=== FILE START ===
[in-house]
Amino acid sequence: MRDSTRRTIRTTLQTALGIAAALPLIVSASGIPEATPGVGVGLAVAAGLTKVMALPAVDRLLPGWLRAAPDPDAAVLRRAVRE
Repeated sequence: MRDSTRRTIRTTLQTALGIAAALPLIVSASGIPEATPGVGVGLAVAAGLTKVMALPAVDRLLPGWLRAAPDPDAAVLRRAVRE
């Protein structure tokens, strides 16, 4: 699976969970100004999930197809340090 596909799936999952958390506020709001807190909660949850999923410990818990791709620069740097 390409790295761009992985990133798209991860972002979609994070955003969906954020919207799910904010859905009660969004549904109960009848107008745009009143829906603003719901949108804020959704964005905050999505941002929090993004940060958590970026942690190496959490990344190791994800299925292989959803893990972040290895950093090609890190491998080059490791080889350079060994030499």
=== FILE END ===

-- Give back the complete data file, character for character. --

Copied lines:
[in-house]
Amino acid sequence: MRDSTRRTIRTTLQTALGIAAALPLIVSASGIPEATPGVGVGLAVAAGLTKVMALPAVDRLLPGWLRAAPDPDAAVLRRAVRE
Repeated sequence: MRDSTRRTIRTTLQTALGIAAALPLIVSASGIPEATPGVGVGLAVAAGLTKVMALPAVDRLLPGWLRAAPDPDAAVLRRAVRE
């Protein structure tokens, strides 16, 4: 699976969970100004999930197809340090 596909799936999952958390506020709001807190909660949850999923410990818990791709620069740097 390409790295761009992985990133798209991860972002979609994070955003969906954020919207799910904010859905009660969004549904109960009848107008745009009143829906603003719901949108804020959704964005905050999505941002929090993004940060958590970026942690190496959490990344190791994800299925292989959803893990972040290895950093090609890190491998080059490791080889350079060994030499």